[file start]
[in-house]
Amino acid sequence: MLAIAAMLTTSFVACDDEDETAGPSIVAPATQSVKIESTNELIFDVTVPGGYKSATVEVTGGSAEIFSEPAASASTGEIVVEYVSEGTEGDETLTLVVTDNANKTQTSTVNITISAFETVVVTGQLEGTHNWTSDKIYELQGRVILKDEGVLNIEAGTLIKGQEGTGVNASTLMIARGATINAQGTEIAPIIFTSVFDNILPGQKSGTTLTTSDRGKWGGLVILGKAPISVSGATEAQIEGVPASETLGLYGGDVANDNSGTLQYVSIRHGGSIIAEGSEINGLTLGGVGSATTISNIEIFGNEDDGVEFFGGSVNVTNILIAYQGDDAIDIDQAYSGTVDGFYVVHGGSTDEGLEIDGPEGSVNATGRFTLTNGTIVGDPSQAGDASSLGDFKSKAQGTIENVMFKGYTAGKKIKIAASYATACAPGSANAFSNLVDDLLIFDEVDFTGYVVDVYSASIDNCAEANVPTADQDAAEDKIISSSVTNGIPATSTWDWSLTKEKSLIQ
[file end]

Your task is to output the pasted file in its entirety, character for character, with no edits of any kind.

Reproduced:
[in-house]
Amino acid sequence: MLAIAAMLTTSFVACDDEDETAGPSIVAPATQSVKIESTNELIFDVTVPGGYKSATVEVTGGSAEIFSEPAASASTGEIVVEYVSEGTEGDETLTLVVTDNANKTQTSTVNITISAFETVVVTGQLEGTHNWTSDKIYELQGRVILKDEGVLNIEAGTLIKGQEGTGVNASTLMIARGATINAQGTEIAPIIFTSVFDNILPGQKSGTTLTTSDRGKWGGLVILGKAPISVSGATEAQIEGVPASETLGLYGGDVANDNSGTLQYVSIRHGGSIIAEGSEINGLTLGGVGSATTISNIEIFGNEDDGVEFFGGSVNVTNILIAYQGDDAIDIDQAYSGTVDGFYVVHGGSTDEGLEIDGPEGSVNATGRFTLTNGTIVGDPSQAGDASSLGDFKSKAQGTIENVMFKGYTAGKKIKIAASYATACAPGSANAFSNLVDDLLIFDEVDFTGYVVDVYSASIDNCAEANVPTADQDAAEDKIISSSVTNGIPATSTWDWSLTKEKSLIQ